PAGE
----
Help Wanted

A group of senior federal Ministers were in Summerside recently along with the Atlantic premiers to talk about the Atlantic Growth Strategy. The AGS has a number of moving parts but immigration has been a central cog. The Atlantic Immigration Pilot Project (AIPP) has great potential, but businesses across the region need encouragement to buy in.

The Atlantic provinces need more people. Our demographic trends continue to be worrisome as the population of the region gets older and shrinks. The impact of these trends on our labour force and the economy will be significant in the years ahead. The resulting strain on governments’ ability to provide healthcare, education and other vital services will force taxes higher with fewer people bearing the load.

This is not some abstract theoretical forecast. These problems are real and on our doorstep.

Perhaps the greatest barriers to population growth have been an unwarranted aversion to appropriate immigration levels in the region. There are many reasons for our poor immigration performance, some cultural, some bureaucratic, some economic, but there is no arguing we have been underperforming in attracting and retaining immigrants in Atlantic Canada for decades.

Recent data from Corporate Research shows in Nova Scotia, one-third of Atlantic Canadians believe the region would be better served by having more immigrants given the region’s cultural and economic conditions and needs, up a few percentage points from 2016. Four people in ten believe the number should stay the same and shockingly 20 per cent still say we should have fewer immigrants, down 7 points from 2014.

It’s heartening to see attitudes are changing slowly but it’s obvious there’s still lots of work to do.

Both the federal and provincial governments are now recognizing the importance of increasing the numbers of new Canadians in the region to compensate for our low birth rates and aging workforce. While policymakers and government officials are acknowledging the challenge, this is something we all have a stake in.

The AIPP is showing some signs of success but both business and government need to open better lines of communication to make it work more effectively. Immigration, Refugees and Citizenship Canada (IRCC) is looking at the results of this project carefully to see if this is a better approach to helping both immigrants and businesses succeed.

There are still plenty of hurdles. Decades of trying to navigate immigration programs not designed for small business have left many business owners either wary or unwilling to use immigration as a human resource solution. The good news is federal immigration officials seem to be finally recognizing the value of having business on board and providing decent customer service. Initially focussing on highly skilled workers with the Global Skill Strategy, IRCC created what they call Dedicated Service Channels (DSC).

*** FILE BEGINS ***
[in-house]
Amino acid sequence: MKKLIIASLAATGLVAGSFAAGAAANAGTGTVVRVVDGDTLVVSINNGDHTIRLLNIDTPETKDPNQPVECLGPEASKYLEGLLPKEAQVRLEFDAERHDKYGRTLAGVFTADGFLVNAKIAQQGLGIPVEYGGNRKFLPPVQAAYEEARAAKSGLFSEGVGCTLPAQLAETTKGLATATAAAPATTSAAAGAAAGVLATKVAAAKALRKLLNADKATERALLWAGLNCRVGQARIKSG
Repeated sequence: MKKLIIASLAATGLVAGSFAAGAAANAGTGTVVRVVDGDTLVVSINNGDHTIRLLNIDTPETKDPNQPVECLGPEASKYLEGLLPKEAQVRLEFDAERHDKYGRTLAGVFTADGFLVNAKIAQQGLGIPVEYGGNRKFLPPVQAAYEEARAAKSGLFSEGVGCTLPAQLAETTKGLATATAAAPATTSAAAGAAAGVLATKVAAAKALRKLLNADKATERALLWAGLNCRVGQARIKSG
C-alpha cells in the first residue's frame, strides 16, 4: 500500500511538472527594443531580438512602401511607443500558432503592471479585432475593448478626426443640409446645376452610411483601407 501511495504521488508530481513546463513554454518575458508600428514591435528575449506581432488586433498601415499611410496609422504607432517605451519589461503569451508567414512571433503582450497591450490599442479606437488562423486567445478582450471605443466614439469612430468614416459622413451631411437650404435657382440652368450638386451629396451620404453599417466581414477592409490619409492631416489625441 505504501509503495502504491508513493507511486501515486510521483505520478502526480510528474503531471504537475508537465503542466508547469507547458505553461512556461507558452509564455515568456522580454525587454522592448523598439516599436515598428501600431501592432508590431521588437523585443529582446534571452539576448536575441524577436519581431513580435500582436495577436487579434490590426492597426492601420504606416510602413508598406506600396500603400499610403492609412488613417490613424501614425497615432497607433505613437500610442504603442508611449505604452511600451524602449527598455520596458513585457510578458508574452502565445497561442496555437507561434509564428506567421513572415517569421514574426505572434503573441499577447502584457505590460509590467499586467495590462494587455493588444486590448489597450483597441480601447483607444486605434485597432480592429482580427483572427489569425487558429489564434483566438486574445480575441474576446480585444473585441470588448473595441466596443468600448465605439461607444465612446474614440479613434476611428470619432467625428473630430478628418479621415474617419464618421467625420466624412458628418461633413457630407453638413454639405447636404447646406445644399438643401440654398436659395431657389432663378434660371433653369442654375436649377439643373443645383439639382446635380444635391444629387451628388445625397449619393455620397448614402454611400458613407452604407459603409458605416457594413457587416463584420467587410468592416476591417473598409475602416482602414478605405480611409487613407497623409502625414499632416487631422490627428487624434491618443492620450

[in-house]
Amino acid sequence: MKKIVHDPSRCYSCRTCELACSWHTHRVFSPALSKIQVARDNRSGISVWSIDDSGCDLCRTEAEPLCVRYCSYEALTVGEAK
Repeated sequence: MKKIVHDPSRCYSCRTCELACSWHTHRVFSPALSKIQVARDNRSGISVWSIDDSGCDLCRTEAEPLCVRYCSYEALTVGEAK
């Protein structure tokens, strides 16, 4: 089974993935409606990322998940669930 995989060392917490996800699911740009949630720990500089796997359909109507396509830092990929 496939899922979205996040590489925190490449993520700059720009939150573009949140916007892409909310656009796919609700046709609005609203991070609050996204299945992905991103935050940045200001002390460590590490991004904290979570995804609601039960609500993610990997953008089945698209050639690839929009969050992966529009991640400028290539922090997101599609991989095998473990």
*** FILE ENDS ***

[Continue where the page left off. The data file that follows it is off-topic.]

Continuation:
With the AIPP, the DSC has been expanded to assist smaller firms, looking for a broader range of skill, to find the right person for the job. Once a business is approved for the AIPP through the province, the feds can provide a specific case worker business owners can call to get answers and updates. It removes uncertainty around the timing and smooths out the entire process. While new, early reviews from businesses who have used the DSC are very positive.

Additionally, business owners need to be made aware of the person with the skills they are looking for – may already be in Canada. There are many new Canadians, already in the system, looking to be matched with employers. Businesses in Atlantic Canada should contact their provincial immigration departments first. They can help guide prospective employers through the process.

Retention is the key to a successful immigration policy. With the demographic challenges we are facing, a critical piece of the puzzle will be how well we do as a business community making immigrants feel welcome and helping them adapt to their new home.  It’s up to governments to ensure the business community knows what resources are out there to help them retain new talent in their communities.



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Joel Plaskett
Michael Melski